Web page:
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Why cities must narrow car lanes to make room for pedestrians

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Close your eyes and imagine a typical city street. What do you see?

For most of us it’s a variation of a familiar scene: two lanes of automobile traffic most likely flanked by a row of densely parked cars on either side. Confined to the periphery, narrow sidewalks accommodate the vast majority of human activity performed by pedestrians, joggers, tourists, commuters, parents, pet owners, municipal workers, and street vendors.

These are the city streets much of the world has come to know and accept over the past 100 years as urban living has progressively become defined by smog, combustion engines and tens of millions of square meters of car parking. It’s time for that to end.

The post-pandemic 21st century is emerging as the era of the Third Lane—an innovative new way to use public space that disrupts our conventional, bidirectional norms.

Of course, on its surface the concept appears straightforward. By eliminating car parking and narrowing automobile lanes we can create the space necessary to accommodate lightweight, human sized micromobility vehicles such as electric scooters.

Once you better understand its implications, however, the Third Lane takes on a new level of significance that redefines the way we understand cities and urban public space altogether.

The Third Lane and increased mobility

For one, the Third Lane represents the freedom of physical mobility. We’ve long known that bikes and scooters—vehicles built to human scale—travel faster through cities than cars and motorcycles. They’re lighter, nimbler and more streamlined, making them significantly less susceptible to the traffic congestion that’s become so prevalent on city streets. They’re also much easier to park.

Protected micromobility infrastructure increases these advantages by safely separating the large and cumbersome vehicles from the small and agile ones. When cities prioritize the Third Lane, they’re investing in increased freedom of movement at a speed and scale designed for compact urban environments.

The Third Lane and economic opportunity

Prioritizing the Third Lane does more than just improve mobility, however. It also benefits local economies and small businesses in a number of ways, the first of which being perhaps the most evident.

Micromobility riders frequently travel to and from local shops and restaurants. We know this because, at Bird, approximately 50% of our riders surveyed indicated that the purpose of their most recent trip was dining or shopping. Moreover, more than 70% of those riders said that they were more likely to visit the establishment because of Bird. We see this trend consistently in cities around the world: when there are Birds outside, there are customers inside.

In conjunction with micromobility services, the Third Lane also connects riders to employment opportunities. It does this not only by increasing the accessibility of public transit stops, but by providing new mobility options and safe, expedient travel routes in areas traditionally underserved by public transit altogether. Researchers in Chicago, for example, found that e-scooters gave individuals access to 16% more jobs within a 30 minute radius compared to walking or transit alone. In Miami, a similar study found that 40% more jobs were reachable without lengthening current commute times thanks to micromobility.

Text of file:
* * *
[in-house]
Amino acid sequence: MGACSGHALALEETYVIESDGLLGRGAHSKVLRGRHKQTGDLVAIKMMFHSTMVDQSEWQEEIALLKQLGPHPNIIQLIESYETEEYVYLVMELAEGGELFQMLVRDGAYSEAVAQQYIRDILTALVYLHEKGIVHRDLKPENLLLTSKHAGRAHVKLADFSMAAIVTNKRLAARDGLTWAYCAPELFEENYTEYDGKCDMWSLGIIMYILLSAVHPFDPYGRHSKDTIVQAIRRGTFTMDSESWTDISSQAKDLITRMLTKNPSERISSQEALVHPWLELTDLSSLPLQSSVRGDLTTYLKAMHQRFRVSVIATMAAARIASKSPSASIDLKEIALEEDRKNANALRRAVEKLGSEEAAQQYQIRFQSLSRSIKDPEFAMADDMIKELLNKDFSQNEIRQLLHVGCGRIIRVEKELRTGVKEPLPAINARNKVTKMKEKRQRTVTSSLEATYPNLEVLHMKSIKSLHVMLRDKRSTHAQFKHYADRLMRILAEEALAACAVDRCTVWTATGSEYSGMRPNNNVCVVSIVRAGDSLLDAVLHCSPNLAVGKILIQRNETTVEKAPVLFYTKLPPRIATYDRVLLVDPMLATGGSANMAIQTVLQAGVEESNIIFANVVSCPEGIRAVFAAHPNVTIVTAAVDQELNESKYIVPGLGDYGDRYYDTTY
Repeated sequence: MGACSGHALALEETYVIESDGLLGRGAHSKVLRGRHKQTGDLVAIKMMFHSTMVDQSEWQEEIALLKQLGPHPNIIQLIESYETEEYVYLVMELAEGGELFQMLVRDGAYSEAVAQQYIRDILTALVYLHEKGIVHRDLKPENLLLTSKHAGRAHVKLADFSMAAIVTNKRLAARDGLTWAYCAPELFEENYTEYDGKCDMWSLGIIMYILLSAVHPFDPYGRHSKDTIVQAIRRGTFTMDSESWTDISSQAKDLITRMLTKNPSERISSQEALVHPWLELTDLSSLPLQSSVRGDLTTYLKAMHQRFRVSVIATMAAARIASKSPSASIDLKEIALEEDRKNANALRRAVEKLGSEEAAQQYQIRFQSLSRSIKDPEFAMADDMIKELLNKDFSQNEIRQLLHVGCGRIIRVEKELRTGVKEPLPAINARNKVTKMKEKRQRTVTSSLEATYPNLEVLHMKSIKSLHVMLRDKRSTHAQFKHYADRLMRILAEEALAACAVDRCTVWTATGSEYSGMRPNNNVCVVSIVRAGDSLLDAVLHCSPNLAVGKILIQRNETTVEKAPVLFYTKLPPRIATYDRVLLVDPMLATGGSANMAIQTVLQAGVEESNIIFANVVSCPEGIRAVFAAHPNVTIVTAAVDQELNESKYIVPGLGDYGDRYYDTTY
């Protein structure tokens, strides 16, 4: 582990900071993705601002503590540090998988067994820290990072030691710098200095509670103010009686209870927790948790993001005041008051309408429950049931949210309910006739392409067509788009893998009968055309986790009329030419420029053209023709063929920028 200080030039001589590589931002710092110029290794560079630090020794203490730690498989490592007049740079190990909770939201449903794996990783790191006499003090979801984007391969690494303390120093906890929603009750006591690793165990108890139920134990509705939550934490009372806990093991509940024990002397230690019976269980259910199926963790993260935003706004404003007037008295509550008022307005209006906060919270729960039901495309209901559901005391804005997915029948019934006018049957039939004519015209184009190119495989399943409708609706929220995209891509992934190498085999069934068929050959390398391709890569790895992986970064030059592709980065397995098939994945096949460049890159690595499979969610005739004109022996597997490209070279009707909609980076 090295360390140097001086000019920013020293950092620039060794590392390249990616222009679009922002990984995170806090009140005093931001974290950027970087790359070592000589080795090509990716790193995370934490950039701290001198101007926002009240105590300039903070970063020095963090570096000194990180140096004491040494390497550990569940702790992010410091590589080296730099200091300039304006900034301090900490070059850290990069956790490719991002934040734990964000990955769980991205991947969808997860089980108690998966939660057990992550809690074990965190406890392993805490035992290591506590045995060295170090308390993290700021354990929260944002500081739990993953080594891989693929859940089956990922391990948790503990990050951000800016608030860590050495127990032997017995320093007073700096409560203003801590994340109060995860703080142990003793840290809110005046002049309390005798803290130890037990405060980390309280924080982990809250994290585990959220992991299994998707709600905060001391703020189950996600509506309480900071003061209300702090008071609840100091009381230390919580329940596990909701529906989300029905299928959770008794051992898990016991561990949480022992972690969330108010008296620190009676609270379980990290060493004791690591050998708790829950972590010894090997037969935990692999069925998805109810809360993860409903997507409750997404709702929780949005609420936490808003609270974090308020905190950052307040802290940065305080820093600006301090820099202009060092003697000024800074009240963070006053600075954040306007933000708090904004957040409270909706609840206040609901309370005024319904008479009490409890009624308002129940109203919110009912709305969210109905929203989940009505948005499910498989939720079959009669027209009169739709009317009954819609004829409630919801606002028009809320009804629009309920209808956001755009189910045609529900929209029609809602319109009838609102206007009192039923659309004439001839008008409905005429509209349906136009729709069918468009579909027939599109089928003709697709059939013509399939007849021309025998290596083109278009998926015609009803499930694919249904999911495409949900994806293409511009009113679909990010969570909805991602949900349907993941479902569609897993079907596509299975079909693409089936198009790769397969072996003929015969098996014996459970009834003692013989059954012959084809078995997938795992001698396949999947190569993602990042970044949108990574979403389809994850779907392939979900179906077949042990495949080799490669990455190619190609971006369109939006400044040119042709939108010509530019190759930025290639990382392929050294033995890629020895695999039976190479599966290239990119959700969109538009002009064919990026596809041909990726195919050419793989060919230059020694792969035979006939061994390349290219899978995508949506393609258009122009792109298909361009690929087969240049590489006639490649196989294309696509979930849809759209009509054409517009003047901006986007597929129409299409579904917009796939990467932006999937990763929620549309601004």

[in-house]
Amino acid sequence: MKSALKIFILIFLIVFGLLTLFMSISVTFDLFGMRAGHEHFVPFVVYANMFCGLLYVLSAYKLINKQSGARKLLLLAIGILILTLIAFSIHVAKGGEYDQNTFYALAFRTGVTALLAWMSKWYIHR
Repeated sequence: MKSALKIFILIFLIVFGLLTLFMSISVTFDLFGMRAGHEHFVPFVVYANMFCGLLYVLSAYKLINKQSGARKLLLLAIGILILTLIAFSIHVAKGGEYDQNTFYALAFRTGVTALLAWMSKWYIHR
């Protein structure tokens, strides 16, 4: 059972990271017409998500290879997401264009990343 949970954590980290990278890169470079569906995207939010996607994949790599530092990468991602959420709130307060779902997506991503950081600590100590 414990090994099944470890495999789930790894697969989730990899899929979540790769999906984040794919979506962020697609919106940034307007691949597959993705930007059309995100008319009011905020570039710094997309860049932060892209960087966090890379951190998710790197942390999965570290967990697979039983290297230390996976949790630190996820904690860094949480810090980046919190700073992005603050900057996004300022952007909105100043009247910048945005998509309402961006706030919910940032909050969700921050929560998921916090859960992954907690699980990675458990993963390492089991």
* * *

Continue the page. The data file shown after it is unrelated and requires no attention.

Perhaps the most interesting way the Third Lane impacts local economies, however, has nothing to do with the lane itself. Instead, it’s connected to the same guiding principle of reclaiming public space. As we’ve seen in cities from San Francisco to Marseille, policy makers are repurposing streets and sidewalks in response to COVID-19, allowing restaurant patrons ample room to properly social distance. The results have been almost universally lauded as joyless parking spaces have been converted into lively centers of commerce and entertainment.

The Third Lane is an invitation to rethink urban streets, taking them away from cars and giving them back to the people and businesses that give life to our cities.

The Third Lane and social equity

Beyond efficiencies and economics, however, the Third Lane’s most prolific benefit is its inherent potential to promote social equity. We’ve already discussed how safe access to jobs and public transit increase when micromobility services and infrastructure are in place—but there’s more to it than that.

Car ownership, particularly in the US, is still closely connected to income. In general, the more money you make, the more likely you are to own a car (or two). Thus city streets dedicated solely to automobile traffic and car parking only serve to further isolate low-income neighborhoods and underserved populations. That can no longer be tolerated.

A recent study published in Transportation Research: Part A found that not only are electric scooters used more for transportation than for recreation, but they’re significantly more appealing to new riders who identify as non-white as well. That’s an encouraging start, and it highlights the potential for e-scooters not only to appeal to a wider swath of the population but to help level the urban mobility playing field for everyone. The only critical component missing is a protected, prioritized Third Lane in which to ride them.

For these reasons, and many more, it’s imperative that cities use the current health crisis as an opportunity to rethink conventional mobility norms and reclaim valuable urban street space. As the era of car dominated cities takes its inevitable place in the rear view mirror, the future of sustainable, equitable urban transportation is moving decisively into the Third Lane.

This article was written by Travis Vander Zanden, Founder & CEO, Birdon The Urban Mobility Daily, the content site of the Urban Mobility Company, a Paris-based company which is moving the business of mobility forward through physical and virtual events and services. Join their community of 10K+ global mobility professionals by signing up for the Urban Mobility Weekly newsletter. Read the original article here and follow them on Linkedin and Twitter